Jack Laugher and James Heatly eased into the semi-finals of the Men's 3m Springboard, as Kate Shortman and Isabelle Thorpe showcase a stunning flamenco inspired Duet Free routine in their opening performance of the Games.
Rio 2016 silver medallist Laugher began his individual campaign for this Olympics in eye-catching style, with a brilliant score of 83.30 for his opening Forward 2 ½ Somersaults 2 Twists Pike (5154B) leaving him second in the leaderboard.
That was followed by scores of 59.50 and 56.10 for his next two dives to see him slip slightly down the standings – but he was heading well in the right direction again after tallying 84.60 points for a finely-executed Back 3 ½ Somersaults Tuck (207C) in round four.
Finishing off with his two highest degree of difficulty dives, Laugher – who trains under Adam Smallwood at the City of Leeds Diving Club – eased his way into Tuesday’s semi-finals with plenty of room to spare, placing sixth.
Speaking of his performance, the 26-year-old said: “I’m really happy to get through – ultimately, no-one cares who wins today, no-one cares who wins tomorrow morning, it’s all about the final. So for me, it’s about getting through.
“I showed some good things in there and have given myself a lot of confidence going into tomorrow. Hopefully I can continue the okay form leading into that and then give my best shot in the final.
“You see a lot of good and experienced divers crashing out this afternoon, and you’ve seen it all over the Olympics as well, it’s been a very strange year with little prep time leading into the Games.”
Heatly, meanwhile, felt his way into his Olympic debut at the Tokyo Aquatics Centre. The Edinburgh Diving Club man claimed World Cup silver at the same venue back in May, opening up this time with a solid Back 2 ½ Somersaults Pike (205B) and sitting just inside the top 18 at the halfway stage.
But with a few Olympic dives finally under his belt, Heatly used the second half of the prelims to show just what quality he possesses. A superb Reverse 3½ Somersaults Tuck (307C) surged him up the leaderboard thanks to a score of 85.75, while he received 82.25 for a Reverse 1½ Somersaults 3½ Twists Free (5337D).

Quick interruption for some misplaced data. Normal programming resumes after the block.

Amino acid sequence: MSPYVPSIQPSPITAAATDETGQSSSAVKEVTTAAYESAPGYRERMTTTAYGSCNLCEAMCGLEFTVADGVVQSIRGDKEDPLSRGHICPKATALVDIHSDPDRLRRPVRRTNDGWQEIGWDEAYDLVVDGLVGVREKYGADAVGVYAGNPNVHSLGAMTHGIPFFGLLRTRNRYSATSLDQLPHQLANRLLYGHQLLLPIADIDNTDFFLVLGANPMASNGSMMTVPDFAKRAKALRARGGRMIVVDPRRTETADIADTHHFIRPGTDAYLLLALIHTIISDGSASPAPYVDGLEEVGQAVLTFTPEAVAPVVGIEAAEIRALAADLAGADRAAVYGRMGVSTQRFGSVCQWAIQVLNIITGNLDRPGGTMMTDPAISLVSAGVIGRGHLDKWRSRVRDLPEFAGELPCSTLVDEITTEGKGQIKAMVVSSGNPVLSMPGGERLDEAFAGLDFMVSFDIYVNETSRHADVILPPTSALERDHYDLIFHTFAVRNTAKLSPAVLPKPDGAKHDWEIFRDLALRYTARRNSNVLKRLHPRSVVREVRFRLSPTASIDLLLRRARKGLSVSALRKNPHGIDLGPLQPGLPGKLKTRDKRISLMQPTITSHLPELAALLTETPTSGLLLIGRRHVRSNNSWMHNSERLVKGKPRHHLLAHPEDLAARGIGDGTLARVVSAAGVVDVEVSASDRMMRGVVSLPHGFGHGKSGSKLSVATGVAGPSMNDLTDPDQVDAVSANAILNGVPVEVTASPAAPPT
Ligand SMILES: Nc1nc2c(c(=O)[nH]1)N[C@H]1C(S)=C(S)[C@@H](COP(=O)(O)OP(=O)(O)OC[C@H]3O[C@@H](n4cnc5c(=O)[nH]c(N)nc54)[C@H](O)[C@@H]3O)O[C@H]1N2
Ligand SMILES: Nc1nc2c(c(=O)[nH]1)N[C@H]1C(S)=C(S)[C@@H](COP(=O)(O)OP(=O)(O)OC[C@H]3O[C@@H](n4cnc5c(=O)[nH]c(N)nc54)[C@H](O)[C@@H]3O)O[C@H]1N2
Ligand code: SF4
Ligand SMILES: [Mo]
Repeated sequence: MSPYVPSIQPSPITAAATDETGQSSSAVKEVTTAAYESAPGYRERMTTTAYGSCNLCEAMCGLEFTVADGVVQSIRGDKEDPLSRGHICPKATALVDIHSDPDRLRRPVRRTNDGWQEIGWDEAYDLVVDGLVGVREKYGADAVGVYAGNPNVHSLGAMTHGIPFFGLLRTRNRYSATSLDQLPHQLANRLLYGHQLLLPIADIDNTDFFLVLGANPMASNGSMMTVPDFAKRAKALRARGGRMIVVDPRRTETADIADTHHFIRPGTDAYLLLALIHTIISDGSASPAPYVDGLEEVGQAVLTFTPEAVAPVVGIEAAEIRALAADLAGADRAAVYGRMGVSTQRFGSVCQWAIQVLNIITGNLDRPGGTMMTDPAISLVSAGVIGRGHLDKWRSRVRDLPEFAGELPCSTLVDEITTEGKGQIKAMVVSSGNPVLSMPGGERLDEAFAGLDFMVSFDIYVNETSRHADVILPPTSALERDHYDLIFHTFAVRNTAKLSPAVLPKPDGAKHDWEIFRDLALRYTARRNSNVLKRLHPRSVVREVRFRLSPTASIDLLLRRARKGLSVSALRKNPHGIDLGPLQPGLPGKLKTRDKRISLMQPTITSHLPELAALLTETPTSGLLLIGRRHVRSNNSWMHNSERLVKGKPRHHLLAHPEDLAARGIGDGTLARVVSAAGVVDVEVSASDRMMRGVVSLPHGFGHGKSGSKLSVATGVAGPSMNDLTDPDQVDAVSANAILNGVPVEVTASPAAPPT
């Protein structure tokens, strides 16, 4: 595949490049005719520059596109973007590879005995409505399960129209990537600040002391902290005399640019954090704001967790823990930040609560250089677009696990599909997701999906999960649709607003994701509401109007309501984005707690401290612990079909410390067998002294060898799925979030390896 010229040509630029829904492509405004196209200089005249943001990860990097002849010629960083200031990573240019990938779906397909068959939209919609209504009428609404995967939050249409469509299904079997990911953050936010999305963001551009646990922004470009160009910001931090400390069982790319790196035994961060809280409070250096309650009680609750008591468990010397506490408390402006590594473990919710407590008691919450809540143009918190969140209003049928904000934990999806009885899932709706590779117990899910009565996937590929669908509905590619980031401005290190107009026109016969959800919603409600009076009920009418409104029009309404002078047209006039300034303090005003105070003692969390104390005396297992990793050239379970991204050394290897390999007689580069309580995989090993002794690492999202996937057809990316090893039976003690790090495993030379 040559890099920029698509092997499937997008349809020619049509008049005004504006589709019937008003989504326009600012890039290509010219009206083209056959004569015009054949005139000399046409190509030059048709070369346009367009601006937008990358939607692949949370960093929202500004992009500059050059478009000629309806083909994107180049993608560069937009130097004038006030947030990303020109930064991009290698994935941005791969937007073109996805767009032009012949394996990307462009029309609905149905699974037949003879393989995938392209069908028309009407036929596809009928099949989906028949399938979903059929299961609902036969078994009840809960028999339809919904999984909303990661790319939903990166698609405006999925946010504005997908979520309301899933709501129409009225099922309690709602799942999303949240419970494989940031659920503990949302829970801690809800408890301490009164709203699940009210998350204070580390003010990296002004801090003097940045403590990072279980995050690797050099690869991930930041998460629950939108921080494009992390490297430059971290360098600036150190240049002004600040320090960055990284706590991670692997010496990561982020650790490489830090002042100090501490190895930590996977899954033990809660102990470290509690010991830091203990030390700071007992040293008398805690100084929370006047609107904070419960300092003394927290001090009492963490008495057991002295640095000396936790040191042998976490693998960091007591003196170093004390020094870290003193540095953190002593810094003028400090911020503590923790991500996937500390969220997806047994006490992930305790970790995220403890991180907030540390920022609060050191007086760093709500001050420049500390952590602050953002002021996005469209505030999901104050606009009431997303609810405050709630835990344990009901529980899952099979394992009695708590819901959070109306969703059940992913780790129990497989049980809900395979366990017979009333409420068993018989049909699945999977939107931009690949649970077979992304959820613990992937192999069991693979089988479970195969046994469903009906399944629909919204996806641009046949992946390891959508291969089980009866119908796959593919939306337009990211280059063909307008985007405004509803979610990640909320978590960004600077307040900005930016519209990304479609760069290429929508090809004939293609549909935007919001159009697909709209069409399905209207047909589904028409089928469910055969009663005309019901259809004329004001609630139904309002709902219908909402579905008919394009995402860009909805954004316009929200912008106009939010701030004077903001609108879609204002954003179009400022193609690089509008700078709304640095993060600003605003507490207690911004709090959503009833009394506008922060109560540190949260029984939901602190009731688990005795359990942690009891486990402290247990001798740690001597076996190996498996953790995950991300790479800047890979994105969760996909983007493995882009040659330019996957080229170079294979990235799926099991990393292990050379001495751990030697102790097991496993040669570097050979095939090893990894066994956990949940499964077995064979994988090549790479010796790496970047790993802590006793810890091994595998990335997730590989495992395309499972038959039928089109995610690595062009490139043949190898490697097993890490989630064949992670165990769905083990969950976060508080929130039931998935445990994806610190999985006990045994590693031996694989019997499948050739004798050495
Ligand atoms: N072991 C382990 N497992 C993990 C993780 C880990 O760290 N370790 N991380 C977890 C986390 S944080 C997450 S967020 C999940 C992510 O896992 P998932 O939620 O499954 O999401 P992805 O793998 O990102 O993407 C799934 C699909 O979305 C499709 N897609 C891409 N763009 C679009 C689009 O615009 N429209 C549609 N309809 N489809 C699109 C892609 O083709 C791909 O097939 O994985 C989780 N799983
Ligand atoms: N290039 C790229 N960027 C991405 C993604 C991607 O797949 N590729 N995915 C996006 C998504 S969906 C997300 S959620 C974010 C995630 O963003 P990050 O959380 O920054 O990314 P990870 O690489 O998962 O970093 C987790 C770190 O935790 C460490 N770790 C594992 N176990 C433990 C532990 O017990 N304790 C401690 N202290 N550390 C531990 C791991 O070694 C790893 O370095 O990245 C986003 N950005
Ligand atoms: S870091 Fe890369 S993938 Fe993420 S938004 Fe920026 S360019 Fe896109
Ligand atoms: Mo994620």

The best was yet to come, a mammoth 96.90 points coming his way for a well-executed Forward 4½ Somersaults Tuck (109C) – the joint second-highest tally of the round. That saw him finish fourth overall in the prelim.
“Just to be here and be competing is amazing, it’s my first Olympics and I’ve made it through to the semi-finals, I can’t believe it,” said the Jen Leeming-coached athlete.
“I had to have a word with myself, I was a bit shaky going into it. I knew from watching the other events that everyone had been a bit shaky, I had to remind myself it’s not over until it’s over, so I eased into it. I know what I want to do and what I want to achieve, for me it’s about surviving the rounds, prelims done, round one, on we go tomorrow.”
With the lane ropes now removed from the Tokyo Aquatics Centre after a record breaking week for TeamGB, the second week of Olympic competition also saw the Artistic Swimming Duet competition get underway in the pool. British duet, Kate Shortman and Izzy Thorpe, secured their Olympic berth in the final FINA qualification tournament in June, and having set an impressive personal best score at the European Championships the month prior were carrying positive momentum into the Games.
With their Duet Free routine inspired by a mix of modern and traditional Spanish flamenco - plus a few twists to pay homage to the culture of Japan, the host nation of this Olympics - the pair set out to impress the judges across the elements of execution, artistic impression and difficulty of routine.
Showcasing a breathless three minute routine, Shortman and Thorpe received a score of 84.7333 for 15th place overall in the Duet Free preliminaries. The Paola Basso coached duet were in high sprits after their opening swim, with Shortman commenting:
"We really enjoyed the swim and it really felt like all our hard work over the last five years has been mounting towards this, so nothing is ever really going to do it justice, you need perfection to be completely satisfied, but we’re really happy with what happened.
"The scoring at this competition is a little lower than we were hoping for but obviously it’s the same for everyone so it’s similarly pitched."
On how the pair had used the past difficult 18 months to add to the passionate energy of the routine, Thorpe said:
"Through lockdown we had a lot of time to work on different things and so we did a lot of dance, lots of flamenco, tango and Spanish dancing – obviously all in our front living room on zoom, so not quite like the dance studio, but it was better than nothing and was really fun and a bit different for us to do as well."
Tomorrow the pair will perform their Duet Technical routine as they bid to move up into the top twelve competitors that compete in Wednesday's final, with Thorpe adding:
"We definitely have worked a lot on our elements and our technical routine so that’s probably the stronger routine for us so hopefully it shows, but we’ll definitely just go out and enjoy it like today."
To find timings and details of British athletes at the Tokyo 2020 Games, visit our 'What's on?' page HERE.